‘Home is home’: Ukrainians in Poland consider options as Russia’s war enters new phase
Many of the 3 million Ukrainians who found safe harbor in Poland amid war at home now find themselves at a crossroads: Build a new life in Poland or return to Ukraine?
Natalia Babenko watched as her 4-year-old daughter Mariia napped beneath a blanket in a converted office space just outside of Warsaw, Poland. A Barbie doll sat on the windowsill and a children’s TV show played on a laptop.
“It's a warm place. ... There's hot water. There's a kitchen. There's a place where you can prep, where you can wash the sheets, all this they gave to us.”
Natalia Babenko fled with her family from Ukraine to Poland
“It's a warm place,” she said. “There's hot water. There's a kitchen. There's a place where you can prep, where you can wash the sheets, all this they gave to us.”
Babenko has been living in the office building with her mother, three children, and other family members since March 11, after they fled the southeastern city of Mykolaiv, Ukraine.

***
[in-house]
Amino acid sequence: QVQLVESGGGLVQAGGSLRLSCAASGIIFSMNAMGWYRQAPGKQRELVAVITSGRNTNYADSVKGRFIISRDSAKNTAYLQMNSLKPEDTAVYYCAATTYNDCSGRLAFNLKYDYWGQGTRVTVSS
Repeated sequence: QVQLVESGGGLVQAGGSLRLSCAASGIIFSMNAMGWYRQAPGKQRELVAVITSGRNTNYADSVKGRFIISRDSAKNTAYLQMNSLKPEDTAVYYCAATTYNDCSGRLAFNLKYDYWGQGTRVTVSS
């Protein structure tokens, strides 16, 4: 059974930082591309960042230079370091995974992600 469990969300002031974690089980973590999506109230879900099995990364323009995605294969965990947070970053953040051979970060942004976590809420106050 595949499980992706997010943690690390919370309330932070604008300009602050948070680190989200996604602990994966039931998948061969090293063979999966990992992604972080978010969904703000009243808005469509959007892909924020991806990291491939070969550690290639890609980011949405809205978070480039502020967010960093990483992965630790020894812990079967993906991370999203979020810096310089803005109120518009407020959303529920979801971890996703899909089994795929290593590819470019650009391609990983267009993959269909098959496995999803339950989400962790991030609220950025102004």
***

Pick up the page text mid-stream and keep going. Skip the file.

As free accommodations go, it could be worse. It’s clean and safe. But a converted office space — however well-equipped — is not home, and Babenko said she can’t stop thinking about returning to Ukraine.
It’s been nearly two months since Russia invaded Ukraine. As Russia now shifts its aim toward control of Ukraine’s eastern regions, many of the 3 million Ukrainians who found safe harbor in Poland now find themselves at a crossroads: Return home or accept the idea of starting over in a new country?
Listen at The World.